Winner of the St Martin-Sint Maarten Classic Regatta for the past two years, Lone Fox is the pride and joy of its owner, Ira Epstein, an American businessman who left his former life in San Francisco to move to the Caribbean once he bought Lone Fox in 2006. He currently lives aboard the boat in the inner harbor of Saint Barth’s Port of Gustavia, where the boat had been based for several years with its former owner.
Sailing a Swedish flag, this 65’ classic wooden sailing yacht is a true gentleman’s yacht, designed by Englishman Robert Clark and built in Scotland in 1957 for Colonel Whitbread, sponsor of the famous Whitbread Around The World Race. Epstein has followed in the footsteps of Whitbread, and a few other owners, as the caretaker of this handsome yacht, with its gleaming brass fittings and highly varnished teak hull.
“I had been looking at Lone Fox for three years,” says Epstein, “ever since it sailed across my computer and I fell in love with it,” he says. In 2004 he flew to down to Bobby’s Marina to see Lone Fox, then sailed over to Saint Barth. Yet it wasn’t until August 2006 when he saw the boat again in Newport, RI, that Epstein was ready to make the leap, having just spent five months at sea on a 1936 gaff-rigged schooner.
“I had to see if I really I wanted a boat,” he says, but chances are he was already sold on the idea. “I didn’t want to have a new owner of Lone Fox sail by and not have it be me.”
Built as a racing ketch, Lone Fox is a born competitor. “We do well against other boats in the classic regattas,” says Epstein. “The design is a combination of comfort and speed. Lone Fox has the proper dimensions to be fast for a traditional full-keel boat.” Lone Fox clips along at a pace of 8.5 to 9.5 knots, hitting even 12 knots under certain conditions.
Owning a classic wooden boat means constant care: “You have to be vigilant,” says Epstein. “You are continually watching everything to make sure something doesn’t change that will degrade the integrity of the vessel.” He notes that the Caribbean sun is a challenge: “Some days when the sun comes up I just wish I could pull the boat into a garage,” he says. “The deck and cabin houses are more affected by the sun.”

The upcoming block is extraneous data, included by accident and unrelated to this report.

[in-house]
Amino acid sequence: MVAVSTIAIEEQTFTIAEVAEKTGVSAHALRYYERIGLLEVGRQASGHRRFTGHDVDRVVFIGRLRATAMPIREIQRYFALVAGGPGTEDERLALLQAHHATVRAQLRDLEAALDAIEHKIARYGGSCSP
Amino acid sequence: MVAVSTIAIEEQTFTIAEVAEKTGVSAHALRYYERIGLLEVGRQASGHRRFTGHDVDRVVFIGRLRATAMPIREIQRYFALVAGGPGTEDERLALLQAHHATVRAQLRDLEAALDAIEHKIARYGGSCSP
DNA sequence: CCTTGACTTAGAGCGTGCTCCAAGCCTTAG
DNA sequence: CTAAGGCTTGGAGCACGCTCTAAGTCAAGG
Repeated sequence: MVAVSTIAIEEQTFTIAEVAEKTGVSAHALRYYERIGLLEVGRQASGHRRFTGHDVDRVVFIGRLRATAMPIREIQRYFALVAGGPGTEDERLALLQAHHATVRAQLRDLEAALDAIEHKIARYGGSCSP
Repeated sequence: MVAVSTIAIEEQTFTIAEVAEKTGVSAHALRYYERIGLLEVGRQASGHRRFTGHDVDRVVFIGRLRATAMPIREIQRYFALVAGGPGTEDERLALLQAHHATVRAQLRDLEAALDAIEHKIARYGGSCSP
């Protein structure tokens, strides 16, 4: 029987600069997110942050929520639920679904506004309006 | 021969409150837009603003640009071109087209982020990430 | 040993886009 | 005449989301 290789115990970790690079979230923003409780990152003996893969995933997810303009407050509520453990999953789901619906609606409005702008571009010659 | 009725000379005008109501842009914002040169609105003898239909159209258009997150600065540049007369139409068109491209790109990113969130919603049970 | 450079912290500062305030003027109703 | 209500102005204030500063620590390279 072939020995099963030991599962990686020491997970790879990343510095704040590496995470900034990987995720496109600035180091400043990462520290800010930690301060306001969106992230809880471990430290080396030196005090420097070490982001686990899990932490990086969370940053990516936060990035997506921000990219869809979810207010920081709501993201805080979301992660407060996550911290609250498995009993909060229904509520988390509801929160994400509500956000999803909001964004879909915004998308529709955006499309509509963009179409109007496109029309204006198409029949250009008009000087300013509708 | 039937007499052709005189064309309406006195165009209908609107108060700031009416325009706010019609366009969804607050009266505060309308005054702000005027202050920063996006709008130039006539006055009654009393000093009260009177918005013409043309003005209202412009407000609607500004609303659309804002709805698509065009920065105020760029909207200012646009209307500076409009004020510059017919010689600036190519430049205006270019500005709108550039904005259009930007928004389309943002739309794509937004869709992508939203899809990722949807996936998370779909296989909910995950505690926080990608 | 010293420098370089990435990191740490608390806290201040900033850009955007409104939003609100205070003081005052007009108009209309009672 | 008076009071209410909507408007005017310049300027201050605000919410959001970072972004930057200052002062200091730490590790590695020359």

The hull of Lone Fox is splined, with wood glued in between the wooden planks, like tongue-in-groove with two grooves, on a steel frame with 1.5” teak planking. “The hardest part is keeping it perfect. The sanding and varnishing is the Zen of the experience, the meditation of maintaining the character of something built at another time.”
After spending two full years in Saint Barth with Lone Fox, racing and doing charters (www.lonefoxcharters.com), Epstein is planning on pulling up his anchor and heading to the East Coast for the summer. “I’d like to sail the East Coast, which I’ve never done before,” he says, hoping to head to Newport, Martha’ Vineyard, and Maine, participating in the summer classic regattas and continuing to charter when possible.
“What’s rewarding,” says Epstein, is the satisfaction of using such a finely tuned instrument. And people really appreciate the care that goes into it, knowing they wouldn’t have the time or energy to do it themselves.”
Ellen Lampert-Gréaux lives in Saint Barthélemy where she is editor-in- chief of Harbour Magazine, and has been a regular contributor to All- At-Sea since 2000. She also writes regularly about entertainment design and technology for Live Design magazine, and about Caribbean architecture for MACO, a Trinidad-based lifestyle magazine.